Quirky billionaire Elon Musk has taken on another "mission impossible" as he announced the new startup, Neuralink, for which he is CEO. Neuralink is otherwise declining to give interviews. The company is in stealth mode, except for Musk's favourite cartoonist, Tim Urban.

In Urban's cartoon description, Neuralink (unlike Musk's previous endeavours, Tesla, Space X, and OpenAI) is aiming at what critics call an impossible dream: the brain-cap, otherwise known as transhumanism. This brain-machine interface company's mission has been called "human-to-human telepathy" by MIT Review, which is sceptical about the technology's viability.

This description of Neuralink's purpose may well be a ruse aimed at diverting attention from its real goal of curing brain maladies—such as Alzheimer’s—since its mentioned in Urban's cartoon. In fact, that would put Musk's recent venture on a footing with his other efforts SpaceX and Tesla.

Whatever the real goal, Musk has assembled a star-studded team to accomplish it:

  • Paul Merolla, lead chip designer on IBM's SyNAPSE program, where he led the development of its TrueNorth brain-emulating chip.
  • Vanessa Tolosa, Neuralink’s microfabrication expert and previous biocompatible microelectrodes designer.
  • Max Hodak, who founded Transcriptic's robotic cloud laboratory for the life sciences.
  • Dongjin Seo, who invented neural dust—tiny ultrasound sensors that provide a non-invasive manner of recording brain activity.
  • Ben Rapoport, a neurosurgeon that also has a PhD in Electrical Engineering.
  • Tim Hanson, materials science and microfabrication expert developing the core technology used at Neuralink.
  • Flip Sabes, who specialises in cortical physiology, theoretical modelling, and human psycho-physiology.
  • Tim Gardner, an expert on the relationships between patterns of neural activity on different time-scales.

And they still have 17 slots yet to fill:

  • Microfabrication Engineer (MEMS & Sensors)
  • Mechatronics Engineer
  • Polymer Scientist
  • Medical Device Engineer
  • Electrochemist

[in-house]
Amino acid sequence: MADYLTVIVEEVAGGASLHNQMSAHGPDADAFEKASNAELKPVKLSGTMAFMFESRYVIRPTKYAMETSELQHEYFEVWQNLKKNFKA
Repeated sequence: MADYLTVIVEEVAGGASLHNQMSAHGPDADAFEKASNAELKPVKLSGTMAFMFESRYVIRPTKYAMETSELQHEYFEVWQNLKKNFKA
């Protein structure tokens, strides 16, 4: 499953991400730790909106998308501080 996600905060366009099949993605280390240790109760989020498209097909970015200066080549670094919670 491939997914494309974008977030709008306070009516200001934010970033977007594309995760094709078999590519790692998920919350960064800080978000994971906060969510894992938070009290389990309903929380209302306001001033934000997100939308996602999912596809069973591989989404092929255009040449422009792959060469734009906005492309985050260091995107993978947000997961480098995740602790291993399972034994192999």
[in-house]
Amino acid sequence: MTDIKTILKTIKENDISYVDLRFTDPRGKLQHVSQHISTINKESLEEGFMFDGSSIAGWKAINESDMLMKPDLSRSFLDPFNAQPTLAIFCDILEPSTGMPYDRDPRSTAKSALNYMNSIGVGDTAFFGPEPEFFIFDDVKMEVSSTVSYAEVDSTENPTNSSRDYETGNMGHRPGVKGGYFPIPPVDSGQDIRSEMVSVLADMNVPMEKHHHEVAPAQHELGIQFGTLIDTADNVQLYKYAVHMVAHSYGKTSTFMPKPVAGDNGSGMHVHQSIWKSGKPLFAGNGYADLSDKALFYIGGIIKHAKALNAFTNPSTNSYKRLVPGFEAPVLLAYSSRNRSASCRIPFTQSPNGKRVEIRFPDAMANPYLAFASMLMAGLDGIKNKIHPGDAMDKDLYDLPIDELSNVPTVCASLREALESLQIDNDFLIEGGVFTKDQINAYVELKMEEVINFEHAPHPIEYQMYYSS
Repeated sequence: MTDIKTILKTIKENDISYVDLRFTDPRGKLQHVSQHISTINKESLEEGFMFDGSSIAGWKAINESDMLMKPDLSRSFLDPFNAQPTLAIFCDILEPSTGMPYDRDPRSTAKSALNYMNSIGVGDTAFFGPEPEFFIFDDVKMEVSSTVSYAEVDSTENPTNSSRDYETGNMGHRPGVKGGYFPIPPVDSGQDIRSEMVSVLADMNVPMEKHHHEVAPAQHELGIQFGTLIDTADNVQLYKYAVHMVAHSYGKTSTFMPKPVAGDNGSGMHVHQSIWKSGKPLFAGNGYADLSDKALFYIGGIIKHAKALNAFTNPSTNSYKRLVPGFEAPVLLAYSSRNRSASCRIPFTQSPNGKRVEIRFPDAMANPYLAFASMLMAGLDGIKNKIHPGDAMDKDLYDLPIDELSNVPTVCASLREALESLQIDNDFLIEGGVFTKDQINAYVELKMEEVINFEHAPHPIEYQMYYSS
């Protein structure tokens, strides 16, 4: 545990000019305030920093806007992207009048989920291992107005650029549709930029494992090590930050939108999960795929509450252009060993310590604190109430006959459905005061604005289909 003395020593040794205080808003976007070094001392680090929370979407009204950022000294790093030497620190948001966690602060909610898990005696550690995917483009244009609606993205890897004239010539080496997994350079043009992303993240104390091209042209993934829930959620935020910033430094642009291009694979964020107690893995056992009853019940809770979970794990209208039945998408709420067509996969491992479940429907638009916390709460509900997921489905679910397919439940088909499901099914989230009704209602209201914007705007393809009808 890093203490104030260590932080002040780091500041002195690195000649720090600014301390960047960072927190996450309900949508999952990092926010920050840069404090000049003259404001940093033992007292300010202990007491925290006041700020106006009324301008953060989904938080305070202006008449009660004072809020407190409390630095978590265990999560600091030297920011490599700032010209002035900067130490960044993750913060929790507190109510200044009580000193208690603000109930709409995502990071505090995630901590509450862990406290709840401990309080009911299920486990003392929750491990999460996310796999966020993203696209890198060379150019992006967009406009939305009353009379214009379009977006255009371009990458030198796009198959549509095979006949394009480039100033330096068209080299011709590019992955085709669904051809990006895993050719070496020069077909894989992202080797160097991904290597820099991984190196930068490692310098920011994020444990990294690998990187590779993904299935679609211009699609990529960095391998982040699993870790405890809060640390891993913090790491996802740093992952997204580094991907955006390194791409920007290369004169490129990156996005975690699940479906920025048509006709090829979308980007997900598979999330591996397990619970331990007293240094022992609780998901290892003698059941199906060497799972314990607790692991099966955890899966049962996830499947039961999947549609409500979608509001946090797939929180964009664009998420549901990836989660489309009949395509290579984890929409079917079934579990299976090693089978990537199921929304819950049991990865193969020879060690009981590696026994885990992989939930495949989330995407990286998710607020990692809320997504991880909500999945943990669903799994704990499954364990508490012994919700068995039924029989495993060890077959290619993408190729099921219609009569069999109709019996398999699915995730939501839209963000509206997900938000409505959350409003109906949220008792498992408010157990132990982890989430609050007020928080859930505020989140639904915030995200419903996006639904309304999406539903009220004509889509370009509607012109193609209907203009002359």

• Analog & Mixed-signal Engineer
  • Software Engineer, Embedded Systems & Firmware
  • Software Engineer, Infrastructure & Tooling
  • Biomedical Engineer
  • Hardware Systems Integration Engineer
  • Lab Technician
  • Microelectronics Packaging Engineer
  • Principal Scientist, Advanced Interfaces
  • Senior Scientist, Brain-Machine Interfacing
  • Senior Scientist, Neuroscience
  • Senior Technician for Immunohistochemistry
  • Software Engineer, Medical Imaging

What's the problem?

Besides emulating Facebook, according to the cartoon. "Facebook, the maker of the Oculus Rift, is diving into this too," the cartoon said. "In an interview with Mark Zuckerberg about VR, the conversation at one point turned to BMIs [brain-machine interfaces]."

Our course, there have been brain-machine interfaces that perform simple tasks, such as move a cursor and control smart prosthetics. These apps have advanced to the point where patients need only a few months of training to master the BMI. But most experts claim the brain cap idea of Neuralink is doomed.

"Neuralink wants to add another layer to the cortex that allows it to access external memory and communications channels using interfaces to thousands or even millions of neurons," said Pascal Kaufmann, founder of Starmind International AG (Küsnacht, Switzerland). He claims that Neuralink and many others have it all wrong. They are aiming to add another layer on top the cortex when they should be learning how it works first.

Starmind_Pascal Kaufmann Figure 1: Pascal Kaufmann is the founder of Starmind International AG. (Source: Starmind)

"Neuralink is making a smart marketing move by starting with medical applications, which will give them FDA approved access to learning how to interface to neurons," said Kaufmann. "But there is a huge gap between what this possible and what they are shooting for—the brain is completely different than a computer. In fact, about 90 per cent of brain cell's functions are unknown."

The smartest thing scientists have done so far, according to Kaufmann, is teach people how to unload their mental information into their smartphone, especially the iPhone—he claims—since it offers an integrated environment for sorting and accessing all the different kinds of information we use then access it from a single interface.

However, the goal of a direct machine-man interface is go the other direction. Instead of reading a book on the smartphone, Neuralink wants to download the book—or even a skill like karate—into our brain's memory. We are no closer to that goal than we were in the 20th century.

"We need to crack the brain's code, to be able to directly insert information into it. Before then it does absolutely no good to learn how to insert thousand of electrodes into it as Neuralink wants do," said Kaufmann. "But if we knew the brain's code, we might only need two or three electrodes in the right places."

According to Kaufmann, Neuralink, Facebook, Google, and most of the rest of the world's brain scientists are assuming the brain as just a different kind of computer, but instead he claims it's more like a cellular automaton. "Starmind believes these cellular automata comprise of about 200 different animals with different skills all sharing the same brain," said Kaufmann.

Starmind itself specialises in extracting the information from those animals and storing their skills in traditional computers, so that it is not lost when employees quite or die. The employees themselves just go about their business, while Starmind collects the essential elements of their expertise for the company.